Research: Inside the Numbers: Economic Output & Small Business Creation

New Business Openings Currently Outpacing Closings

With increased business openings and projected pick-up in economic output, demand for commercial spaces is expected to continue on an upward trajectory. Positive net absorption will likely continue adding downward pressure on vacancies, leading to improved cash flows.

Economic Output Advances

Economic activity started on a moderate pace early in 2017. Gross domestic product advanced during the first quarter of 2017, with a 1.2 percent annual increase, based on the second estimate of real gross domestic product (GDP) from the Bureau of Economic Analysis (BEA). While the second estimate was an improvement over the initial 0.7 percent, it was far below the average 3.4 percent typical of first-quarter GDP growth over the 1950-16 period. However, the second quarter GDP is expected to show improvement, with a yearly gain above 3.0 percent.

The first quarter moderation in economic activity came mostly from a pullback in consumer spending and, to a smaller extent, a decline in government expenditures. Consumer spending—the main component of GDP—was positive, with a 0.6 percent annual gain during the quarter. While consumers cut back on purchases of cars, clothes, shoes, as well as gasoline, oil, and energy goods, they upped spending on furniture and household appliances, recreational goods and vehicles, and grocery store items. Spending on services rose 0.8 percent on an annual basis, with recreation, transportation, and financial services leading the modest gains.

The corporate outlook—still riding the tidal wave of the presidential election outcome and the promise of less regulation—mirrored gains in the private domestic investment figures. Nonresidential fixed investment increased at a 9.4 percent annual rate, the strongest quarterly gain since the fourth quarter of 2013. Companies boosted investments in equipment and intellectual property products. Investments in commercial real estate jumped at a 22.1 percent annual rate, while investments in residential real estate rose at a 13.7 percent rate.

Payroll employment advanced in the first quarter of 2017, with a net gain of 527,000 new jobs, according to the Bureau of Labor Statistics (BLS). Private service-providing industries continued as the growth engine during the quarter, with 341,000 net new jobs.

In the wake of employment gains, consumer confidence strengthened. The Conference Board’s Consumer Confidence index advanced 22.4 percent YoY, to 117.5, the highest value since the fourth quarter of 2000. The value for April 2017 was 120.3, indicating growing optimism about the 2017 outlook.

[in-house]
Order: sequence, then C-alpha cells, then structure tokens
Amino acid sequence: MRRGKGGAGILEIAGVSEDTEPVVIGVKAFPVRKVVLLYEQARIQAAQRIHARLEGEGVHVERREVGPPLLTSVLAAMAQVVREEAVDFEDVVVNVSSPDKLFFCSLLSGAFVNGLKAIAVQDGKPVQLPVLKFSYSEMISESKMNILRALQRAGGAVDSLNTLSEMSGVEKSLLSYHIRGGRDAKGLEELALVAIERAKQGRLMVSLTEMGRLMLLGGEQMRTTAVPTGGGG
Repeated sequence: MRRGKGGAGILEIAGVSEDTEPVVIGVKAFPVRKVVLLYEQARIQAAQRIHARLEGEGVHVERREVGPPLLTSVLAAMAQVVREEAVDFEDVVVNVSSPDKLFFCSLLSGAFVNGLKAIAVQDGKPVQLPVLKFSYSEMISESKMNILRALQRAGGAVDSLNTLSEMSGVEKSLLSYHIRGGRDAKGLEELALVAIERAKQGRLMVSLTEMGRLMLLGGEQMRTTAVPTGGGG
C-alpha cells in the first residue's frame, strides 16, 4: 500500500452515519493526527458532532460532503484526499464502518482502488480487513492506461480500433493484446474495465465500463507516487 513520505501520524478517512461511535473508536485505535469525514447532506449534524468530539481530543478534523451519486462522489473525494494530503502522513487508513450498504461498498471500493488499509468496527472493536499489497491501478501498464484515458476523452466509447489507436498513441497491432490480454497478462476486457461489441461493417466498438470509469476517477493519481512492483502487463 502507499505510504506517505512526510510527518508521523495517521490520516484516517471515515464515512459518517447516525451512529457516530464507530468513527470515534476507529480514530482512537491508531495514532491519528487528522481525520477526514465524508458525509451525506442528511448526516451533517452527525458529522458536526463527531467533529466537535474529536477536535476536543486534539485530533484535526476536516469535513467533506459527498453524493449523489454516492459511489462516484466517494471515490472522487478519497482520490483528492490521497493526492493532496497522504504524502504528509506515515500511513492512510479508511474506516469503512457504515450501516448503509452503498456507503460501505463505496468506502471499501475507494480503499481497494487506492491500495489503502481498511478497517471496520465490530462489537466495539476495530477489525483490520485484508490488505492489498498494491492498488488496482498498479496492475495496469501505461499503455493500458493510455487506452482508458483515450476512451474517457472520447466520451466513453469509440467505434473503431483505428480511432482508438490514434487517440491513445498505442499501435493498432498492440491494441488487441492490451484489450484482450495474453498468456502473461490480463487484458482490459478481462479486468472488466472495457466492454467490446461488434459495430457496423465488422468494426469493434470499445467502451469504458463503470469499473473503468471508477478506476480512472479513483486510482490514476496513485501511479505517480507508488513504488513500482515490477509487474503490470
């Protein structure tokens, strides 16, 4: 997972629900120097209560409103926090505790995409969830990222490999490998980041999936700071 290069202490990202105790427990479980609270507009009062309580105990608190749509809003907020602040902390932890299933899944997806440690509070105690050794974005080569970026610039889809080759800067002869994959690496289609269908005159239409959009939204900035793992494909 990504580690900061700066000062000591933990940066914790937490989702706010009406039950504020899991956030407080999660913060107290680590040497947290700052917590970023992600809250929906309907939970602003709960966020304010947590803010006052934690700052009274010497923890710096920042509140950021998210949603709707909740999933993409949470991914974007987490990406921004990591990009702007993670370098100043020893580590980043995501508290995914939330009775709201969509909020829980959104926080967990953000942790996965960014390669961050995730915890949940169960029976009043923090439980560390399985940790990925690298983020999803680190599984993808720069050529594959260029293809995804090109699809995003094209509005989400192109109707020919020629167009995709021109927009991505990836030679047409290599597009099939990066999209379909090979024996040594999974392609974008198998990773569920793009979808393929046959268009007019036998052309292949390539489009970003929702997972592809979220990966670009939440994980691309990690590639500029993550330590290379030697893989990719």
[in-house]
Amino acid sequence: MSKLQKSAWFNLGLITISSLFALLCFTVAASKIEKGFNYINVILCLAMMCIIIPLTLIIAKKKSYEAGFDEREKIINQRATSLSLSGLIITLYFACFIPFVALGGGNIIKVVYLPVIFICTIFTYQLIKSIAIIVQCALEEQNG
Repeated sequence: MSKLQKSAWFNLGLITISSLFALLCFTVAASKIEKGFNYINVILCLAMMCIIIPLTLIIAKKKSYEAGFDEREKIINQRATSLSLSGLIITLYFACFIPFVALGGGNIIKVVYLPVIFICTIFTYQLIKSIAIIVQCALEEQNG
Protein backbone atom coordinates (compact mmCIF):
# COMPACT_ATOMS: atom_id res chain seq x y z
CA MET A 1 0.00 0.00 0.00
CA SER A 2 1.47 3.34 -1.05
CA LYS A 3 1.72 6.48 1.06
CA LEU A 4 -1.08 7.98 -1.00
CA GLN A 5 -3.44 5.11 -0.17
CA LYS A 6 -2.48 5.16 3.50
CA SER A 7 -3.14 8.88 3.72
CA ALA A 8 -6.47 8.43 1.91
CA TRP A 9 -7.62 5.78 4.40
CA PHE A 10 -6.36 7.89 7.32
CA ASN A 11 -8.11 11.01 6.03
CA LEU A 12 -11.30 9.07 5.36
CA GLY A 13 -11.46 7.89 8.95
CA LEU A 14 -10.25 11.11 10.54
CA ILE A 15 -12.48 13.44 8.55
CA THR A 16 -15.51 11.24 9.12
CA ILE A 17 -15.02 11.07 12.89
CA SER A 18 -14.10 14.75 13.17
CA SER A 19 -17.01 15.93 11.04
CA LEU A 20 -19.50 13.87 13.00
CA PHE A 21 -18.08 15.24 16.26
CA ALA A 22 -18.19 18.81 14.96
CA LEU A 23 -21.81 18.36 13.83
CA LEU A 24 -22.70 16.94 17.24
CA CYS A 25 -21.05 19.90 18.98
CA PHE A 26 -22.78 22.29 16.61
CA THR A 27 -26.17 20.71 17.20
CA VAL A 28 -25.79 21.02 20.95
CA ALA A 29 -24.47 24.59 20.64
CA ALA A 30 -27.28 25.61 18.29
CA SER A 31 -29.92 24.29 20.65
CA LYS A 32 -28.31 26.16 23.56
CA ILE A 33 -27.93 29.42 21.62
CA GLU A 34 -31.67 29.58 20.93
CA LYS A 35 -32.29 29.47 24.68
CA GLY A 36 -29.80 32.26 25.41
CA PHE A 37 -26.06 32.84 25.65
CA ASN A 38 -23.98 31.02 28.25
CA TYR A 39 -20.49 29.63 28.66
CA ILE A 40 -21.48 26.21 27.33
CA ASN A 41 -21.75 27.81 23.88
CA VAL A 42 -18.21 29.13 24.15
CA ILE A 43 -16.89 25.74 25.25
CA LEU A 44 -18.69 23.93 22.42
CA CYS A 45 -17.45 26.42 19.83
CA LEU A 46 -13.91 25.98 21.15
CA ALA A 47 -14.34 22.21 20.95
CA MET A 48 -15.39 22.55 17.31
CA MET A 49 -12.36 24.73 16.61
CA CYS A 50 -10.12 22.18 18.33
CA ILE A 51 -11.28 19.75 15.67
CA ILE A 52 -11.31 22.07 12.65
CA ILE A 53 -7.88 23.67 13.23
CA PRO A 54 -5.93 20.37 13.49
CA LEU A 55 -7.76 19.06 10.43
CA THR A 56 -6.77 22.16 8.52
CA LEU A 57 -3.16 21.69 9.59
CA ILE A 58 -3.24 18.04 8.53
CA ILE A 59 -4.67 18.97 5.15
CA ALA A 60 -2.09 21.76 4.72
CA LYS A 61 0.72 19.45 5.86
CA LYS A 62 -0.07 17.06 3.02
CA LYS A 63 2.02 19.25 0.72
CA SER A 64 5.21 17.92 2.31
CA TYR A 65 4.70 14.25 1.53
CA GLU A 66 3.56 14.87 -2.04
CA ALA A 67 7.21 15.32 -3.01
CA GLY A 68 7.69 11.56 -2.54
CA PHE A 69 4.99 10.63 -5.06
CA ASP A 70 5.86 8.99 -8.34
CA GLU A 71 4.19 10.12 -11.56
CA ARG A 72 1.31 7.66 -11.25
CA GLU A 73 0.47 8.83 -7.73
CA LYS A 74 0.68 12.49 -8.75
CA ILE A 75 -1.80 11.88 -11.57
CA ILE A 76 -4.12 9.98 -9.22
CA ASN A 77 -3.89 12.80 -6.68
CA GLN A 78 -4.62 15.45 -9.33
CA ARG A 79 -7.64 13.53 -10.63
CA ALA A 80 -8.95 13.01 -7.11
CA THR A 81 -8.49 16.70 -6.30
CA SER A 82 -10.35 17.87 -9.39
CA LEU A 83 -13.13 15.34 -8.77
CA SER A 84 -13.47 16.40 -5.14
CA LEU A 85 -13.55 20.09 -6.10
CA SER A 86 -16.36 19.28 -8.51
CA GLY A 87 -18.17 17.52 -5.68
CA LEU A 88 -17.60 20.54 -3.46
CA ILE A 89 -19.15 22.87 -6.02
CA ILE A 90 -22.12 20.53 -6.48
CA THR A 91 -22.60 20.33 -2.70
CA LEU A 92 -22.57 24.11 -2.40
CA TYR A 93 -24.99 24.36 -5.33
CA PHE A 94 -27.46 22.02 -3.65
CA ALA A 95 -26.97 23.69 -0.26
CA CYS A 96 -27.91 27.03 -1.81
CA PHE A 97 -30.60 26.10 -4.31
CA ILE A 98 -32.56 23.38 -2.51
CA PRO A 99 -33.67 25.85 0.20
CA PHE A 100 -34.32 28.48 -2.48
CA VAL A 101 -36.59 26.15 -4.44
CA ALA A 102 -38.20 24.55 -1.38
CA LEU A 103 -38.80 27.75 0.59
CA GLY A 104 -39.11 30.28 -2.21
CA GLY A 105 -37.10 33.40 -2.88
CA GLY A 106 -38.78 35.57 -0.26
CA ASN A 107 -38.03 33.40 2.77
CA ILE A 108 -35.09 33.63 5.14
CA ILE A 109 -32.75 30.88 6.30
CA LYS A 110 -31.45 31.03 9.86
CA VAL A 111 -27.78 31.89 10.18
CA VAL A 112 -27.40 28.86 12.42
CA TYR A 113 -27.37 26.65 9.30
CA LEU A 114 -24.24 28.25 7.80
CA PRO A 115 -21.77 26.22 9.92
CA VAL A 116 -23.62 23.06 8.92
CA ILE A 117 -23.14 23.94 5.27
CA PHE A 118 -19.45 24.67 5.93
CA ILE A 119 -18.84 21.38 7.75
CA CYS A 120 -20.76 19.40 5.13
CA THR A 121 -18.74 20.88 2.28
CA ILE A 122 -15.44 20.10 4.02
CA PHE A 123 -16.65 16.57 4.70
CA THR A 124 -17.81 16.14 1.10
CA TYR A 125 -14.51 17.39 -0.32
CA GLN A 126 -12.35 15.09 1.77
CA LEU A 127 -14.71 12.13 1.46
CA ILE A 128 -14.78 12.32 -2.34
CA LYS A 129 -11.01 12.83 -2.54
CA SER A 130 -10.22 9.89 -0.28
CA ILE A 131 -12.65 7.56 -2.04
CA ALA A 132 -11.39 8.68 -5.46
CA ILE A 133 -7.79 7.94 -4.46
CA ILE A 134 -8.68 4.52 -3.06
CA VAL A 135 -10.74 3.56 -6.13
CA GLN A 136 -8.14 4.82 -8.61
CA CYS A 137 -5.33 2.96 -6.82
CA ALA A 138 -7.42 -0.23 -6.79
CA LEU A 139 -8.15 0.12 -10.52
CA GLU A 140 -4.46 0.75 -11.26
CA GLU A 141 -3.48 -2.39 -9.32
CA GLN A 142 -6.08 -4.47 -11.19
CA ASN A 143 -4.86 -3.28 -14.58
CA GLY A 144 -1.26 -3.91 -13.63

Small Business Creation Follows Economic Shifts Mirroring broader economic activity, business creation moderated toward the midpoint of the year. The Business Creation Index (BCI) tracks changes in small business activity. The index stems from a national survey of REALTORS® who specialize in commercial real estate, and who are actively engaged in their economies and markets. The index focuses on changes in business openings, closings, and the net effect between the two, across geographies and industries.

Based on the BCI data, 53 percent of respondents recorded increased business openings in June 2017. The pace was a slowdown from March, when 58% of respondents indicated increased business openings. The rate of business openings was flat however, across the two quarters, with 54 percent of surveyed REALTORS® indicating increases.

The distribution of openings by industry corresponded with the warming seasons and consumer spending patterns. Food and beverages services led the list of industries with the highest share of new businesses, at 61 percent. REALTORS® reported 58 percent more openings in the retail sector, with health care (medical and dental) posting a 40 percent advance in openings.

Regionally, the Central part of the United States witnessed the strongest rates of business creation. The West North Central, comprising Iowa, Kansas, Minnesota, Missouri, Nebraska, North Dakota and South Dakota, posted a 66 percent increase in new companies, followed by the East South Central region—Alabama, Kentucky, Mississippi and Tennessee—with a 60 percent gain in new firms.

The good news in the index came from the net difference between business openings and closings. During the second quarter, 54 percent of REALTORS® responding to the BCI survey indicated more companies opening than closing, a slight improvement from the first quarter’s 53 percent.

For more details, read the June 2017 Business Creation Index report.

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